• HD VMAF model – vmaf_v0.6.1, considers  a viewer located at 3H from the screen.

The previous models resulted in a pixel density of about 60 pixels per degree (ppd) and 75 ppd – for 4K and HD respectively. However, when talking about VR videos, the pixel density is highly magnified, for instance, for Meta Quest 2 headsets the specs mention a pixel density of 20 ppd. Therefore, the predefined VMAF models are not suitable.  Actually, if you do use VMAF to get the visual quality (VQ) for a VR video intended for headset playback, you’ll probably find it does not look good enough even though it has a high VMAF score – this is because of the “zoom in” that Quest does in comparison to the traditional screens. 

PSNR for 3D-VR

Even when it is not a rule, it is expected to have good VQ on 2D videos when PSNR values are between 39 dB and 42 dB – for average to high complexity videos. See [1] [2] However, this PSNR range is usually not enough to create a good immersive experience with Quest headsets. For instance, according to some empirical tests we did, we found that at least a PSNR above 48 dB is required for good VQ with Quest devices.

- Bitmovin
image source: Meta Quest Blog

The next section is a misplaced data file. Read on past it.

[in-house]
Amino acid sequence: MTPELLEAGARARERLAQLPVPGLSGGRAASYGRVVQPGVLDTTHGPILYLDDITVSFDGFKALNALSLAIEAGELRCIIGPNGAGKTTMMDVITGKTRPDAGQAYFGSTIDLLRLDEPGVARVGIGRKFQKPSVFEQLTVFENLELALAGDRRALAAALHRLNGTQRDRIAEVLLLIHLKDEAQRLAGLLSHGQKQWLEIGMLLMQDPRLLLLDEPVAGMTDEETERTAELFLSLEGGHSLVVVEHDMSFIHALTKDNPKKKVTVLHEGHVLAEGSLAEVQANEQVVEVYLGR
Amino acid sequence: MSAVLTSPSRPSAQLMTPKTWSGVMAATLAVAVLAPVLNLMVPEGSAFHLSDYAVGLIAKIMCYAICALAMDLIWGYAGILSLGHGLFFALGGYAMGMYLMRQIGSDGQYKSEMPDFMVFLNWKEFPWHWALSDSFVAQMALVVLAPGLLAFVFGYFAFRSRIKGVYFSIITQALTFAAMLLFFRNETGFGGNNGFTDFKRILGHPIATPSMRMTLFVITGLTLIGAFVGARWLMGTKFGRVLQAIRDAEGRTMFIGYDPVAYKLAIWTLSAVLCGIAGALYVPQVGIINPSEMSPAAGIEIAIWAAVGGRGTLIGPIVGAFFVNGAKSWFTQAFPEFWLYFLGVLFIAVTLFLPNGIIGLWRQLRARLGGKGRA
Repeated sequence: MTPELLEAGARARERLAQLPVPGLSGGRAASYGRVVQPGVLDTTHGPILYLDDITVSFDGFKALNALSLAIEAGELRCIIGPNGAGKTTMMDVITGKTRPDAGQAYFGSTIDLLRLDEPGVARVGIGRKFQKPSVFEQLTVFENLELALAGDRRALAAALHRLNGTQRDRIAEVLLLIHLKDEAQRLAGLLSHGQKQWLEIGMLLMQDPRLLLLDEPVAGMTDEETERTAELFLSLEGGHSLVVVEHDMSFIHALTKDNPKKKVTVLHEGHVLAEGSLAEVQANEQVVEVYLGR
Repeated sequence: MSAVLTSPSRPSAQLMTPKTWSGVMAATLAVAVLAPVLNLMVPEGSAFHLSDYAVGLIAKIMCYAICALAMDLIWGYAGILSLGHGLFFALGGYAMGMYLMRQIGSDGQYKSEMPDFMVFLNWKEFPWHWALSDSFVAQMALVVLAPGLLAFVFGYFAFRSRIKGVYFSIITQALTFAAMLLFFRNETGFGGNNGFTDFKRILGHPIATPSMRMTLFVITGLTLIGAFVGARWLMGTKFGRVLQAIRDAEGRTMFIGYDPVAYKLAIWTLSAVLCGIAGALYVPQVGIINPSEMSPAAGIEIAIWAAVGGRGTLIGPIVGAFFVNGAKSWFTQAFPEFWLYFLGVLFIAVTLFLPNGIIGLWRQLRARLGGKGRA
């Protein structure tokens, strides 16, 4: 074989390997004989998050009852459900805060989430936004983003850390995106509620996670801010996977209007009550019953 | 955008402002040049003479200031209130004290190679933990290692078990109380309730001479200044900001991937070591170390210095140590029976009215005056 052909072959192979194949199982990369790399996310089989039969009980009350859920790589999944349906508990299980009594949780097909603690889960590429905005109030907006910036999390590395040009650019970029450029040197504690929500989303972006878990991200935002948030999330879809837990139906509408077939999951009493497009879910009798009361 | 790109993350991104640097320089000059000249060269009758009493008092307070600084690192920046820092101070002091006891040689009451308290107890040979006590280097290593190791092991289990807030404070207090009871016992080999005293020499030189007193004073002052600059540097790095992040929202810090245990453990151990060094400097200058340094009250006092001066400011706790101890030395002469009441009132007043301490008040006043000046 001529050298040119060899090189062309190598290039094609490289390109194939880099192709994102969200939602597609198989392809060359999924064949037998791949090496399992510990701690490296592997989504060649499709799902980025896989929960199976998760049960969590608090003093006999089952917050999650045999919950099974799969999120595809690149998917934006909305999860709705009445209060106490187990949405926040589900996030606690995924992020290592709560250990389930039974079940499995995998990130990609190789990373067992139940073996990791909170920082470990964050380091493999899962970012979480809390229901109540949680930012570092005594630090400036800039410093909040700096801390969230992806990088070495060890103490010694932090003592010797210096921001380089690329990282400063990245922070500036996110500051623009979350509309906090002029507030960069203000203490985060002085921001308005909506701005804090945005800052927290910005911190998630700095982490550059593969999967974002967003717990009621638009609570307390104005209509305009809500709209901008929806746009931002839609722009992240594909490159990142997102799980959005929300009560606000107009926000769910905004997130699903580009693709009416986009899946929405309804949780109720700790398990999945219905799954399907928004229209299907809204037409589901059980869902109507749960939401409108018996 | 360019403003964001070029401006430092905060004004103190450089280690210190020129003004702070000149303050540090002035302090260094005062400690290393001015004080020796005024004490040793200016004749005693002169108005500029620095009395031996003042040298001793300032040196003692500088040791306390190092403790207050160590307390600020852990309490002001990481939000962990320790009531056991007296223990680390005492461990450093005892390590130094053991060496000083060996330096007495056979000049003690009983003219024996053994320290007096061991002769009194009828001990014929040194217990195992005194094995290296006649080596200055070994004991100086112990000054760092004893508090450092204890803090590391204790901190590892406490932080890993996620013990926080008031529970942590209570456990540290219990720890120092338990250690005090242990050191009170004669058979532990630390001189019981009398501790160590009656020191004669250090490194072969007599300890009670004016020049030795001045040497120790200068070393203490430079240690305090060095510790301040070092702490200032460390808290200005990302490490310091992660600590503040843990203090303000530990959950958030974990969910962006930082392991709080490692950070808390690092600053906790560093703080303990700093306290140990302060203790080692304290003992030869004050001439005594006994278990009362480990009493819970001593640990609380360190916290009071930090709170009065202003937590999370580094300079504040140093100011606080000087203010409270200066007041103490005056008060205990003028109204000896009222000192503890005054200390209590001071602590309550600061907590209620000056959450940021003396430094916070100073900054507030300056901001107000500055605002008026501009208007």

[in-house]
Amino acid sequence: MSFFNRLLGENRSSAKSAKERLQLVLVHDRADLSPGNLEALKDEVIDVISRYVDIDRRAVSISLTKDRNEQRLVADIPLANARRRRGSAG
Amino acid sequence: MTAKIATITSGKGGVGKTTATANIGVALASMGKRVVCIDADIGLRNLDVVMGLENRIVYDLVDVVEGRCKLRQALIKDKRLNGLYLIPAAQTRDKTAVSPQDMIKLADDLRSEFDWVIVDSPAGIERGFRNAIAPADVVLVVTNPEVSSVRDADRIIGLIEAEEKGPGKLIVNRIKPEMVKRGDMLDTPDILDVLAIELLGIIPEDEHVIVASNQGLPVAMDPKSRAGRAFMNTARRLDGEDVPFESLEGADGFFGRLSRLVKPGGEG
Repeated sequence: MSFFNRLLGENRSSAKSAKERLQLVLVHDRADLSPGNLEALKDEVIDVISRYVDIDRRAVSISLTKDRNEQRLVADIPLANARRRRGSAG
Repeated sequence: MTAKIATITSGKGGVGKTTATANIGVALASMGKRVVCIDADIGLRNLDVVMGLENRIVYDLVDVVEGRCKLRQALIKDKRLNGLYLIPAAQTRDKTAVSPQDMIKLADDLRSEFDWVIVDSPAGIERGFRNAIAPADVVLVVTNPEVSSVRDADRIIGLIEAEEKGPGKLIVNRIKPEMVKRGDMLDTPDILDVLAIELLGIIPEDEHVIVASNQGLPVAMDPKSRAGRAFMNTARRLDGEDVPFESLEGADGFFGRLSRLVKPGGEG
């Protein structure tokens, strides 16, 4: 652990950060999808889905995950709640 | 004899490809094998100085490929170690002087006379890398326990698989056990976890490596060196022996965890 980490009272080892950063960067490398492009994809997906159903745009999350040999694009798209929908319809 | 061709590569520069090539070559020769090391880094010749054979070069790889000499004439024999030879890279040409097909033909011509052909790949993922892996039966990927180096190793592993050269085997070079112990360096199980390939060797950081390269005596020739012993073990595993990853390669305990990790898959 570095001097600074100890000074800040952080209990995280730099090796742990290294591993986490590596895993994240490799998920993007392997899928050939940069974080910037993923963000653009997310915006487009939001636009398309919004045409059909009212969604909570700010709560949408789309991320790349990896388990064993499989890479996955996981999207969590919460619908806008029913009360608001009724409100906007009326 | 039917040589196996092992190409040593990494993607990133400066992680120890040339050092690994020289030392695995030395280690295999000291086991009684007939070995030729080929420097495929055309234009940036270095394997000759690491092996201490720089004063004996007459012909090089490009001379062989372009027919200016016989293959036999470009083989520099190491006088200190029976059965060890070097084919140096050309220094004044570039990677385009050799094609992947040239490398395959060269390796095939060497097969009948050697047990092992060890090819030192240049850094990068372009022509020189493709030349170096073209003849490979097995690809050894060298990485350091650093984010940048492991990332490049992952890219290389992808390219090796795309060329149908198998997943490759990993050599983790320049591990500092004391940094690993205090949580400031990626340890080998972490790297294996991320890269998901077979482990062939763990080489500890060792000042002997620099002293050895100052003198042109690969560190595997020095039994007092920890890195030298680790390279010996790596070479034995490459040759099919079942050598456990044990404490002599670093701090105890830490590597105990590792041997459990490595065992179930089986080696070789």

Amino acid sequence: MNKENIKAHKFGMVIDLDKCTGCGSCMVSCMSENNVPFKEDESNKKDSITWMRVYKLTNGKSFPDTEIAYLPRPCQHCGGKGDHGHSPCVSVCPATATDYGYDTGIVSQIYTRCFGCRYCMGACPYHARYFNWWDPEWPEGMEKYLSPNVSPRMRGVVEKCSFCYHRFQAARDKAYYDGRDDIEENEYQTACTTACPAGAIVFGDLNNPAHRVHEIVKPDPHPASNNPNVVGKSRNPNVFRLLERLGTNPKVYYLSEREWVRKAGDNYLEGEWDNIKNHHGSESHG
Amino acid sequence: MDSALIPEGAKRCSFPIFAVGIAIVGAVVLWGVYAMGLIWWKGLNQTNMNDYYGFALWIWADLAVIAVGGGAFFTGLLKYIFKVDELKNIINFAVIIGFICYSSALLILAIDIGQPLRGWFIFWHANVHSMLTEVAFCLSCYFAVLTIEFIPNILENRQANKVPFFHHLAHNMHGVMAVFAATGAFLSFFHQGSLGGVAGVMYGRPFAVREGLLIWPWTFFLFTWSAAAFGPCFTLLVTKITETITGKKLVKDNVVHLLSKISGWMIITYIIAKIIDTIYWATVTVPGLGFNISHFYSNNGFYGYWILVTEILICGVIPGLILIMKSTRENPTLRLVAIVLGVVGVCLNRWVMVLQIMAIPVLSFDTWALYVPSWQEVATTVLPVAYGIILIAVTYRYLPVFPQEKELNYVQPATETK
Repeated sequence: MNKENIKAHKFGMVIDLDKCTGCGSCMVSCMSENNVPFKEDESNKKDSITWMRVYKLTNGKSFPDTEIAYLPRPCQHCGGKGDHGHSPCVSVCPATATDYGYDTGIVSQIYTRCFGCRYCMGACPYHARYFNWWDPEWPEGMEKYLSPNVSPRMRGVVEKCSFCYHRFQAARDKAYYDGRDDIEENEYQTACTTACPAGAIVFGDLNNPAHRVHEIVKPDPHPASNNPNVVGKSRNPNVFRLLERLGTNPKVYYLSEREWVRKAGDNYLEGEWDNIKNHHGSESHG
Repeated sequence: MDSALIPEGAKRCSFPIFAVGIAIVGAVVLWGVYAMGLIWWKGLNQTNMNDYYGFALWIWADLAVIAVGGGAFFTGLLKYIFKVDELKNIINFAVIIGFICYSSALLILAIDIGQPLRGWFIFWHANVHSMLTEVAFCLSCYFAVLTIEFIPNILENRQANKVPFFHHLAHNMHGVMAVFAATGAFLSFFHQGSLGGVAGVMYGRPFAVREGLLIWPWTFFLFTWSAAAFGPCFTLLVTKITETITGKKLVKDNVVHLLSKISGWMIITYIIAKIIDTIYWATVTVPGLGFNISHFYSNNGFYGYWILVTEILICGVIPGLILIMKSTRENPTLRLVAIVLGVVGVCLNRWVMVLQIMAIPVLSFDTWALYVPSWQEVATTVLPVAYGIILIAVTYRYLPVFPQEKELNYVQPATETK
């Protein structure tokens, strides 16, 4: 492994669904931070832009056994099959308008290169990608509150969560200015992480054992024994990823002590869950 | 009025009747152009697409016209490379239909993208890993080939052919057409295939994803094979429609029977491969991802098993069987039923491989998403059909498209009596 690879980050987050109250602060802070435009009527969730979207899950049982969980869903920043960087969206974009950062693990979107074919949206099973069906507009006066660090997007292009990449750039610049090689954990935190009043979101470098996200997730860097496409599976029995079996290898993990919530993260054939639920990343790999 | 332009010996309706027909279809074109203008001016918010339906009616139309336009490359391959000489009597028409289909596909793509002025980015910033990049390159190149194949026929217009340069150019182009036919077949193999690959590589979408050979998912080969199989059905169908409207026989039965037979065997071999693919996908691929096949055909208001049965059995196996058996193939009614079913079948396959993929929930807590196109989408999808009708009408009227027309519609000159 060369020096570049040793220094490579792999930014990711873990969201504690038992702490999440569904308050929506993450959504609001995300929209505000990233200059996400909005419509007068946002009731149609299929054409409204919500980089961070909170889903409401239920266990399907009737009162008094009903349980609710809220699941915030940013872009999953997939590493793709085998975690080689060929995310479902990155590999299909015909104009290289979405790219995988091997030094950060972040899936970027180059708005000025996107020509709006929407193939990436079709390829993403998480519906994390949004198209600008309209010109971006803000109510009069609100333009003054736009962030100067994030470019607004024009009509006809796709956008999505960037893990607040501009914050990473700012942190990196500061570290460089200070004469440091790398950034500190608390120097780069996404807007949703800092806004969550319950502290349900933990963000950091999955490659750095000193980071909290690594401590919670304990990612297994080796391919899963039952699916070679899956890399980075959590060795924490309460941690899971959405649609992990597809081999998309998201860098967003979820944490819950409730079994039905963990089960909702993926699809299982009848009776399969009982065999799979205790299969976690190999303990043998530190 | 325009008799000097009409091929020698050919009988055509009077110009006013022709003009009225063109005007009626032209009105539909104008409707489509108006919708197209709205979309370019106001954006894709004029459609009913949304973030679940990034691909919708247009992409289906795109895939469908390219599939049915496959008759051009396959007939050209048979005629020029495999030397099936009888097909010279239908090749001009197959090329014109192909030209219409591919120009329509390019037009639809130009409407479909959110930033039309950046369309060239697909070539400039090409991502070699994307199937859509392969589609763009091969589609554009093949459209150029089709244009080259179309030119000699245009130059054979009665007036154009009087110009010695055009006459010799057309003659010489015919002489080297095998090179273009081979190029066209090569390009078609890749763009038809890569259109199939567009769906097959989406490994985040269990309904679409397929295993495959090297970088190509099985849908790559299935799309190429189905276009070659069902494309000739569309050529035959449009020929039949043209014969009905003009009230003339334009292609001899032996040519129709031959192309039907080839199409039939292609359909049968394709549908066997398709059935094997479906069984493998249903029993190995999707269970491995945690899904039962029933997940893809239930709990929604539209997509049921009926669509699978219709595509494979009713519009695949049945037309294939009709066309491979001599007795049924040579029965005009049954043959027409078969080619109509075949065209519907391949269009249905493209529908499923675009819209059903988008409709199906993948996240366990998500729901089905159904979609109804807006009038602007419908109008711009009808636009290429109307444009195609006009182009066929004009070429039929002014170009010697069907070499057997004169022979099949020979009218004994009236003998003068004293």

The Best Encoding Settings for Meta Quest devices

A general overview of the Video Requirements can be found at the Meta Quest website. Additionally, the following encoding settings may be useful when building your encoding workflow: 

Resolution

The minimal resolution suggested by Meta is 3840 x 3840 px for stereoscopic content and 3840 x 1920 px for monoscopic content, which is much higher than earlier generations or mobile devices.  

H265 Video Codec Settings 

Video Codec – Meta Quest devices support H264(AVC) and H265(HEVC) codecs, however given that they require resolutions above 3840 px, we strongly recommend H265 due to the high encoding efficiency it has when comparing it to H264. 

GOP Length – In our tests we successfully achieved a good VQ within the recommending bitrate range, using a 2-second GOP length for 30 fps content. However, since the VR experience is not as latency sensitive for video on demand, we suggest using greater GOP lengths in order to improve the encoding efficiency even more if needed.